No matter how much money you make, you need to save some of it for retirement. Social Security alone replaces only around 40% of pre-retirement earnings, which isn't sufficient when experts recommend replacing at least 80%. While it may be hard to invest for the future, doing so is crucial to avoid a major financial shortfall as a retiree.
Fortunately, three Motley Fool retirement experts have suggestions for optimizing your retirement savings regardless of your income level. Here are three paths to building the nest egg you'll need for your later years, depending on how much you earn.
$20,000: Take advantage of the saver's credit
Christy Bieber: For lower-income Americans, saving for retirement can be especially difficult because there are so many pressing expenses you have to worry about today. Fortunately, the government provides some extra help to make it easier for you to invest for your future — and you should take full advantage of it.
This extra assistance comes in the form of the saver's credit. It entitles you to a tax credit worth up to 50% of the eligible amount you contribute to a qualifying retirement savings account such as a 401(k) or a traditional or Roth IRA (individual retirement account). Single filers are eligible for this credit on up to $2,000 in contributions, while joint filers can claim it on up to $4,000. That means the credit is worth up to $1,000 for single filers and $2,000 for married joint filers.
Putting money into these retirement accounts also comes with tax breaks outside of the saver's credit. Contributions to a 401(k) and traditional IRA are deductible in the year you make them. That means you wouldn't actually have to reduce your take-home income by $2,000 or $4,000 to qualify for the full credit.
If you're in the 12% tax bracket and you make a $2,000 contribution, you save the 12% tax on that amount so it only costs you $1,760 — although you'd get the full $2,000 to earn the saver's credit.
The specific amount you get back from the saver's credit varies depending on your income level, but the full 50% is available for incomes up to $19,750 for single filers and $39,500 for married joint filers. That means most people who earn under $20,000 can get the full amount. And, remember, tax credits reduce your tax bill on a dollar-for-dollar basis so they are more valuable than deductions.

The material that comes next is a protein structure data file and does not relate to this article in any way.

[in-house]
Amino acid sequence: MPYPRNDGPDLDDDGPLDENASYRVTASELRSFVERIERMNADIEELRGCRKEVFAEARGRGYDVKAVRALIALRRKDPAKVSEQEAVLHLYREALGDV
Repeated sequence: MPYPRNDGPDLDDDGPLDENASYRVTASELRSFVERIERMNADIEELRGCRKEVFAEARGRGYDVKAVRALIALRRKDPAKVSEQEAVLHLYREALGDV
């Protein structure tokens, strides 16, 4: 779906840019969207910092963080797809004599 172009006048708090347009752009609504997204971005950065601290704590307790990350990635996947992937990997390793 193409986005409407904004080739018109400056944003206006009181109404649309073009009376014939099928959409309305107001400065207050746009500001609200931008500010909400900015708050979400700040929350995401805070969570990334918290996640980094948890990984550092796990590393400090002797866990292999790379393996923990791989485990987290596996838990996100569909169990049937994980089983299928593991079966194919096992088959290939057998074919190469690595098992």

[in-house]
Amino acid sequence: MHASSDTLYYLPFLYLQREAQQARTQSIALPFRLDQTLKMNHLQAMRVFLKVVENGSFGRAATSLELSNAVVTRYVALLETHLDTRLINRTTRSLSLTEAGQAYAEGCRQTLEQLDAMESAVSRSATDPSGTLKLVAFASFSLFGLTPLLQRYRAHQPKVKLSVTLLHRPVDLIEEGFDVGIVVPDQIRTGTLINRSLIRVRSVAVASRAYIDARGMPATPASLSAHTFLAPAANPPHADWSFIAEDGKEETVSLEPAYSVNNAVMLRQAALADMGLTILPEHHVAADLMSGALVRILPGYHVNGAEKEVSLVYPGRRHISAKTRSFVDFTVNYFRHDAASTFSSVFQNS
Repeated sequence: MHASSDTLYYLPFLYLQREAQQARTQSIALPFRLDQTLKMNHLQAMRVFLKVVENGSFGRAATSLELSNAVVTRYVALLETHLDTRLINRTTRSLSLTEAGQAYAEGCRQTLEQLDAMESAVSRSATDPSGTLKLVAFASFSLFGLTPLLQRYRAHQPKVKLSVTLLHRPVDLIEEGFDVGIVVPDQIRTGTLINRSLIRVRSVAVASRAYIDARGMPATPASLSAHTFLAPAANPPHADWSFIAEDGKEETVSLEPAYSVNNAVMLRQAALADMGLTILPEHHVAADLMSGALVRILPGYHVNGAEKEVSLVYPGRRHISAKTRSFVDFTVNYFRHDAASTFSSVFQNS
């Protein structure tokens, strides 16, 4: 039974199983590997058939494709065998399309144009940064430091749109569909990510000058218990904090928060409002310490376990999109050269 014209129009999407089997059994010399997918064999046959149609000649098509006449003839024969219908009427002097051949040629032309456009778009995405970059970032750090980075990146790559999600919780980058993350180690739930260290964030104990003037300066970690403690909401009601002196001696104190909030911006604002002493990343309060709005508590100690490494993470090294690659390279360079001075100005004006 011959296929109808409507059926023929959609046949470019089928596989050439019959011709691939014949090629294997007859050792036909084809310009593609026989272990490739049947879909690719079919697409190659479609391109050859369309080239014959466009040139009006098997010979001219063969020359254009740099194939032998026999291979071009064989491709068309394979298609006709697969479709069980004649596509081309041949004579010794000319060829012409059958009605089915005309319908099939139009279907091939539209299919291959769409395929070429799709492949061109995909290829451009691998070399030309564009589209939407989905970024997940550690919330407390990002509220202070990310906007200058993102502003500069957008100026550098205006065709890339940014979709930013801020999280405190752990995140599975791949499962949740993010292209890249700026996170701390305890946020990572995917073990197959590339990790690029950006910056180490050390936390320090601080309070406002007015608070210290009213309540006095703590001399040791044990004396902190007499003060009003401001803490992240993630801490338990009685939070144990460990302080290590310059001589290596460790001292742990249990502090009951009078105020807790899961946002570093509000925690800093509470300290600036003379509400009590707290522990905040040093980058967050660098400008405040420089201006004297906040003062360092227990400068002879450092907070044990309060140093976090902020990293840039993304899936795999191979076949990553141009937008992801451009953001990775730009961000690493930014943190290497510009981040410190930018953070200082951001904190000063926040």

This credit is free money to help you build a brighter future after leaving the workforce. If you're earning under $20,000, do everything you can to claim it so you can maximize your chances of having enough for your later years.
$40,000: Max out your IRA
Maurie Backman: You may be well aware that Social Security won't provide enough income for you to retire on. Rather, you'll need to save a sizable portion of your salary to ensure that you have enough money to pay for your senior living expenses.
The old convention was to save 10% of your salary for retirement. But based on the ever-increasing cost of living, these days, it pays to do a bit better. In fact, it's a good idea to try to set aside 15% of your income or more for retirement. And so, if you earn $40,000 a year, maxing out an IRA is a good bet.
If your goal is to sock away 15% of your earnings, that brings you to a yearly savings goal of $6,000. And that aligns perfectly with today's IRA maximum contributions for workers under 50 (for workers 50 and over, the limit increases from $6,000 to $7,000).
What might your total savings look like if you sock away $6,000 a year in an IRA? Well, if you make that annual contribution over a 30-year period, and your investments in your IRA generate an average annual 8% return (which is a little bit below the stock market's average), you'll end up with about $680,000. That's a really nice way to supplement the income you'll collect from Social Security.
Of course, IRA contribution limits could rise over time, as could your salary. Keep aiming to save a proportionate amount so you're able to retire comfortably like you deserve to.
$100,000: Max out your 401(k)
Katie Brockman: The more you're earning, the more you should be saving for retirement. If you're earning $100,000 or more per year, your goal should be to max out as many of your retirement accounts as possible.
You can invest up to $6,000 per year in a traditional or Roth IRA (plus an extra $1,000 per year in catch-up contributions if you're age 50 or older), so that should be your first priority. If you also have access to a 401(k) through your employer, see if you can max that out as well.
For 2021, the most you can contribute to a 401(k) is $19,500 per year (plus an additional $6,500 per year for those age 50 and older). Between a 401(k) and an IRA, you can save up to $25,500 per year (or $33,000 per year with catch-up contributions) by maxing out both types of accounts.
If you can't afford to max out all of your retirement accounts, that's OK. But still aim to save as much as you can.
Most experts recommend setting aside at least 10% to 15% of your salary toward retirement. So if you're earning $100,000 per year, try to save at least $10,000 to $15,000 each year in your retirement fund.
If you're struggling to save anything at all, try to at least contribute enough to earn any employer matching 401(k) contributions you may be entitled to. Matching contributions from your employer are essentially free money, so if you're not saving at least enough to earn the full match, you're missing out on easy cash.
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